Anxiety and panic pass. And once they do, I can and will see clearly again. 

If you feel that something isn’t okay with you, please get help.

PS I finished the coat I mentioned, one year later. The pockets were fine. 

PSS I am what is defined as “high functioning”. About 98% of the time I can manage with life okay. I go to work, get my shit done, keep it together. But deep inside… it’s another story. This is I think also part of the reason why it's so hard for me to get help, because doctors and therapists keep saying "You look fine".

Pattern Review - Merckwaerdigh Balcony Bra

Size: 75B
Materials used: White stretch gallon lace, white mesh for lining, stabilized nylon for the bridge, white lycra for wings, white straight edge underwear elastic, white foe for upper cups edge, white hooks and eye closure, white bra straps elastic. All materials sourced locally (YAAAS). Underwires from bwear.se

Pattern Review:
(For the printed pattern itself)

This pattern is drafted for B cup, and uses sister sizing for other cup sizes. 
Included UK sizes are:

34A - 48A (= US 34AA - 48AA or EU 75A - 110A) 
32B - 46B (= US 32A - 46A or EU 70B - 105B) 
30C - 44C (= US 30B - 44B or EU 65C - 100C)
28D - 42D (= US 28C - 42C or EU 60D - 95D)

Sewing - The Basic Truth

 Girls Sewing Class

If you've ever been to my 'About' page, you may know I am a 'trained professional'. I have studied tailoring, technical design of clothing and manufacturing, and fashion.

My tailor training started from zero basically. For the first half year, we learnt basics - seams, pockets, pattern cutting for skirts and trousers. Somewhere during that first half year (I think it was a month after the year started) we were let into the sewing lab. We got to pick a machine and a table. And we started stitching. Paper.

Yes, you heard me correct - paper. These 'papers' were mass production from Soviet Union times, all sorts of lines boxes etc. printed on them. These were to teach us precision, train our eyes for measuring and so on.
Then we moved on to cloth. We had to sew large oval shapes, following the previous row of stitches in parallel. And getting graded on how well we did.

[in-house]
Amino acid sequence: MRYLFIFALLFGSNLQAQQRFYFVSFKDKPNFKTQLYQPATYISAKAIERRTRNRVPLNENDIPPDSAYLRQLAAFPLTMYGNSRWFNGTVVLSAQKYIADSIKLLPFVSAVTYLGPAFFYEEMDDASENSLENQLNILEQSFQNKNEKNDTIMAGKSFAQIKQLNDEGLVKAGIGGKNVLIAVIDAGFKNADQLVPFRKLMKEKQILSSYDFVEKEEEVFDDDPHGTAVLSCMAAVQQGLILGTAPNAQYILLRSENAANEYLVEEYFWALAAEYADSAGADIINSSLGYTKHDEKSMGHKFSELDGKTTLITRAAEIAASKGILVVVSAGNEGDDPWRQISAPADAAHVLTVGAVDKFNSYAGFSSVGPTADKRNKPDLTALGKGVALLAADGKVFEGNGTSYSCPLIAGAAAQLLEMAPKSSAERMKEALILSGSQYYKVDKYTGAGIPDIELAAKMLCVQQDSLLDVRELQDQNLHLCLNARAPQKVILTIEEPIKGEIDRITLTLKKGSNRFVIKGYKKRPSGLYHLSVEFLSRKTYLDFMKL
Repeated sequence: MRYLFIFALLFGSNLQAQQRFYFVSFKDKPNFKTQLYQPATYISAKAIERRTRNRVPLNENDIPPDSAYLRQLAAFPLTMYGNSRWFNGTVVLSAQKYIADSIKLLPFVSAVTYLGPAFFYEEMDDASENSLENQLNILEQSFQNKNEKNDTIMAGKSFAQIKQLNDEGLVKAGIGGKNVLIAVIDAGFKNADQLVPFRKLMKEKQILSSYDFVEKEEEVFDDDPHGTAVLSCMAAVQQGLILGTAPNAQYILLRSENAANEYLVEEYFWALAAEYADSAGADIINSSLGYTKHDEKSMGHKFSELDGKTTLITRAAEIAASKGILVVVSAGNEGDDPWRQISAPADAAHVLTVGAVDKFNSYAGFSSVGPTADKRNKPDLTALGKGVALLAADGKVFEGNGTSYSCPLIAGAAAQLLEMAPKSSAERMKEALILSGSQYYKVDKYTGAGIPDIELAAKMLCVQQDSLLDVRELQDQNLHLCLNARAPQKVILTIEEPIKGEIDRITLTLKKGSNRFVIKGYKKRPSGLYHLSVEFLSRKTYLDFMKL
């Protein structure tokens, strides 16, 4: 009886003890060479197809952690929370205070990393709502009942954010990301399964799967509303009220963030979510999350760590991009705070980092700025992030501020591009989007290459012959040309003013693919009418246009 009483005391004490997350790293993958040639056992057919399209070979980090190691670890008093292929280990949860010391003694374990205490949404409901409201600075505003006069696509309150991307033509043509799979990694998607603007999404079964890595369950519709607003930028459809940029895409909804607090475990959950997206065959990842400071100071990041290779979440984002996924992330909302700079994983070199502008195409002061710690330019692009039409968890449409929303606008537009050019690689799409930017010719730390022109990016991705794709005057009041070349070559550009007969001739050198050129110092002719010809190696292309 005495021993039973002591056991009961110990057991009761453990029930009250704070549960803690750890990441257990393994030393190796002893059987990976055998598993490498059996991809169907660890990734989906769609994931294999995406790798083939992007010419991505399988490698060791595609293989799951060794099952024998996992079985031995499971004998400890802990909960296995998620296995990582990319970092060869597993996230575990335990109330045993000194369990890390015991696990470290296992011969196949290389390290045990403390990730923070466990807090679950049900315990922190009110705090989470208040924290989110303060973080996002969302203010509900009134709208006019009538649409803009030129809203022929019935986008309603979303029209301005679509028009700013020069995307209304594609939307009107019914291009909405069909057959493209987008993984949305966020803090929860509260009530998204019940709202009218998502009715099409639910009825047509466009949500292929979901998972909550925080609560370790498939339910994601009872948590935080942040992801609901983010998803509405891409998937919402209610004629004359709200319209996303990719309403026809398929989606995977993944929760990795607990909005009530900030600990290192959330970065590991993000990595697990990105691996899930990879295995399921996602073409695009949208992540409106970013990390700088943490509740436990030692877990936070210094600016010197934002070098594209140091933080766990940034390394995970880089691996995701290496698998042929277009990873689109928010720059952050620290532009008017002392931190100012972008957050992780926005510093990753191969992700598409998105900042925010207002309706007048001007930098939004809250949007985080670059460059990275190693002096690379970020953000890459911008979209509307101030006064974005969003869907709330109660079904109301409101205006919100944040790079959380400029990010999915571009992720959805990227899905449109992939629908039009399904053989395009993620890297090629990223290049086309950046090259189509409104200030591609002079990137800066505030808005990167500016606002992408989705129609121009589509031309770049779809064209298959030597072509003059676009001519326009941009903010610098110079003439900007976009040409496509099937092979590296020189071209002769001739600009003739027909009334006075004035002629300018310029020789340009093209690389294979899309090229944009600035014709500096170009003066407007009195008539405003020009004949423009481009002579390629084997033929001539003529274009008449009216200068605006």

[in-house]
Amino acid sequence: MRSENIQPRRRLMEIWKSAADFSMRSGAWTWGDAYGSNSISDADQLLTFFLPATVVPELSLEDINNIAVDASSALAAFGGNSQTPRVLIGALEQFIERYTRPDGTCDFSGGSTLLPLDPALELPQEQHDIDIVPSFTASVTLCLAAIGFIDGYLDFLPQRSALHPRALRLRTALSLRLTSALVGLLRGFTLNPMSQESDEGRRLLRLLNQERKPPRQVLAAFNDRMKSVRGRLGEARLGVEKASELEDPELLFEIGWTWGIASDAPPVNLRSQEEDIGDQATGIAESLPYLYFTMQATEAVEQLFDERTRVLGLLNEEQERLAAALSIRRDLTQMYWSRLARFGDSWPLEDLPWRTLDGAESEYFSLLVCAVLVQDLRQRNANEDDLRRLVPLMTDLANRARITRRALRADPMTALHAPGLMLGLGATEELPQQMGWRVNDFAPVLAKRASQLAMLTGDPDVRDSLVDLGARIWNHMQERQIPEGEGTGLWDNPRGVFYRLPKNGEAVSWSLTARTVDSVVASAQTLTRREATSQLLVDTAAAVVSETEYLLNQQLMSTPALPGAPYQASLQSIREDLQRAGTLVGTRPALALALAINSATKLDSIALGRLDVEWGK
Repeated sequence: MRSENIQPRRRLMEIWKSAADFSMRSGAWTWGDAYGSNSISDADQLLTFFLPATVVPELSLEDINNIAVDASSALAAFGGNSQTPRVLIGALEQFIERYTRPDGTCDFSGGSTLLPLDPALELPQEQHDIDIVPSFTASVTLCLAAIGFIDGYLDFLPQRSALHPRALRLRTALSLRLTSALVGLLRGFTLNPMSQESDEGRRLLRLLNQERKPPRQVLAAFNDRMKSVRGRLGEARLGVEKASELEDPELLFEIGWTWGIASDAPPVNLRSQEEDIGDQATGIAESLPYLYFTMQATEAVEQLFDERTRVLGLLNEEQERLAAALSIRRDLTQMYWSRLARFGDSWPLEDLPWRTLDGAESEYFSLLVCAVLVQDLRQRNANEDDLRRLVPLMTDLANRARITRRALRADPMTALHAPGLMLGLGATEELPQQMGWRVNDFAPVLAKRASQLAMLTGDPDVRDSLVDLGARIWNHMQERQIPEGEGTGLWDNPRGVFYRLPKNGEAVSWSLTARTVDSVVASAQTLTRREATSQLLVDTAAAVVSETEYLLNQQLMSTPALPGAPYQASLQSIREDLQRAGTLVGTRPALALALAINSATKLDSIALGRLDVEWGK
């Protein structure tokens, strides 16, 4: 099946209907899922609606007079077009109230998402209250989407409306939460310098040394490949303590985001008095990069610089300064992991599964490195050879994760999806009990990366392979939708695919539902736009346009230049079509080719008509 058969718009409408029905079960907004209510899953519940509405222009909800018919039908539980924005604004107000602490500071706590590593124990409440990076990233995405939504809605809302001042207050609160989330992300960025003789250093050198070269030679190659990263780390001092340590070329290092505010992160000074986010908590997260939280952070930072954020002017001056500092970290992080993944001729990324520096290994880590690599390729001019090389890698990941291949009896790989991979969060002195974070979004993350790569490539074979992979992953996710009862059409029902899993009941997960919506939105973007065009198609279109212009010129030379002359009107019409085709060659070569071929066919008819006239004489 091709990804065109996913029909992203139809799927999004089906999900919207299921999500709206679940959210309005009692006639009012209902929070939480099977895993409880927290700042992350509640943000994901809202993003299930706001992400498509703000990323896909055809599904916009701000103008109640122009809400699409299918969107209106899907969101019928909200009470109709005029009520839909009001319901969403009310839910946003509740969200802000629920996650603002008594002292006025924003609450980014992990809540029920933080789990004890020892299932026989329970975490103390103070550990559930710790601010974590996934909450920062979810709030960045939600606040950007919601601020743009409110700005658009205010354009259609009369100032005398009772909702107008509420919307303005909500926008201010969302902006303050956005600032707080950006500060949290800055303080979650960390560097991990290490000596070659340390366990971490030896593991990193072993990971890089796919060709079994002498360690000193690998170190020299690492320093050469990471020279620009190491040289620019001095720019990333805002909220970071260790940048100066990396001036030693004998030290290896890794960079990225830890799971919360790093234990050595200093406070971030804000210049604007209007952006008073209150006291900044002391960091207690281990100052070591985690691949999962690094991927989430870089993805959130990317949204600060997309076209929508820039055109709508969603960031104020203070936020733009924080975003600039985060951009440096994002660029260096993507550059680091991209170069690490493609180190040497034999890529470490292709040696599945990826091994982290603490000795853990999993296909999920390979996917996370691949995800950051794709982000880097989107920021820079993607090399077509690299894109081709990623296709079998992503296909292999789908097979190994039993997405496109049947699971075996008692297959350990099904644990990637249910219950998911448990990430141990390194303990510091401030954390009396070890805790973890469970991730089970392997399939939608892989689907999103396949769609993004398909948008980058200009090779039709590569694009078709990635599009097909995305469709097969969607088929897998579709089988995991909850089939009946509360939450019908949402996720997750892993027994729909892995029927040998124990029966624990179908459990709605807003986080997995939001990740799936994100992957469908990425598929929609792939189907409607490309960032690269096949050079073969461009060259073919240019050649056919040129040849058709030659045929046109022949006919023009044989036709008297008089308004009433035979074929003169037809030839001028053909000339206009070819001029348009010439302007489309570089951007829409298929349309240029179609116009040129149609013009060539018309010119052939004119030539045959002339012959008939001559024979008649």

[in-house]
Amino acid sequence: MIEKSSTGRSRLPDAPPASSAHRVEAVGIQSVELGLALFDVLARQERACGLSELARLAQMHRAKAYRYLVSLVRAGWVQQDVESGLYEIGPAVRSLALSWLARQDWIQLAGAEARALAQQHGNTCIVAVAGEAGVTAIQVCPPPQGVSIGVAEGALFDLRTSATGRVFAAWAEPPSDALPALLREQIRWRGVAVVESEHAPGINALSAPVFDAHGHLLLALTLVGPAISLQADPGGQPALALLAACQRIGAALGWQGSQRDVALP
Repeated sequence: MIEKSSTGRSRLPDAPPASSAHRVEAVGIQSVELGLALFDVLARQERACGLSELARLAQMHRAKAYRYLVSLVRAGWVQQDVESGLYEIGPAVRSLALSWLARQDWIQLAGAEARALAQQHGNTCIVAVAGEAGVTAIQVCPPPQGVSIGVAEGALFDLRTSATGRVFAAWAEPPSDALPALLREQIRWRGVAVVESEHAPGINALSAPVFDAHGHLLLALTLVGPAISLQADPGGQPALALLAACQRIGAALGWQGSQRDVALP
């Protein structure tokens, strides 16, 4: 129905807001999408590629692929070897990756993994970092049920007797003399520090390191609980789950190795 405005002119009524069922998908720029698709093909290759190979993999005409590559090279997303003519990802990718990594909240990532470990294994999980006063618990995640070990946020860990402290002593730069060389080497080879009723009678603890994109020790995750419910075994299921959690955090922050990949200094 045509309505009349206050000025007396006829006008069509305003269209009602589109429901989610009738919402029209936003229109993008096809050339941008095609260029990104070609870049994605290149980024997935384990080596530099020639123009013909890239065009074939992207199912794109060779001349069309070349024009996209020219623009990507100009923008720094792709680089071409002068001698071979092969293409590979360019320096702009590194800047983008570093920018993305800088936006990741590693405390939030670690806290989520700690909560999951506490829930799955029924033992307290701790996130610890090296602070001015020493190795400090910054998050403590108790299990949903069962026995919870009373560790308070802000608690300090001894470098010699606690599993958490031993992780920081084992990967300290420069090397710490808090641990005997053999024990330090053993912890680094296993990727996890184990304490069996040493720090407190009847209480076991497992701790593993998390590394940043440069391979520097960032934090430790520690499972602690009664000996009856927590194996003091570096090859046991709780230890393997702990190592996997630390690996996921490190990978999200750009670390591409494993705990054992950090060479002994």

Basically we were taught how to sew straight first. Then we were shown how to properly treat a seam with steam and press it. And only then did we move on to pockets and closures. And in second half year we started sewing for actual human beings aka. clients.

So for me being able to sew straight has always been the core truth of sewing. And a straight seam line goes hand in hand with proper fit.

Not so long ago, in a sewing group on Facebook, I was basically told that I am stupid and know nothing. And that the basic truth of sewing is to pick a good silhouette and being able to fit it to yourself or the customer. And that anyone can teach themselves how to sew straight at home on their own.

Now correct me if I'm wrong, but when a person starts from zero, how would they know what a good seam is? Or maybe, being able to sew straight and knowing what thread tension is; is actually over rated these days?

In short, I was being left with oh so many questions, which no one wanted to answer because I be stupid.

So dear readers, how did you get started with sewing? Did someone teach you, or did you teach yourself? And most importantly - what comes first: straight seam or good fit? 

In full clarity - I know that good skills are waisted if the fit of a garment is poor. Fit and construction go hand in hand.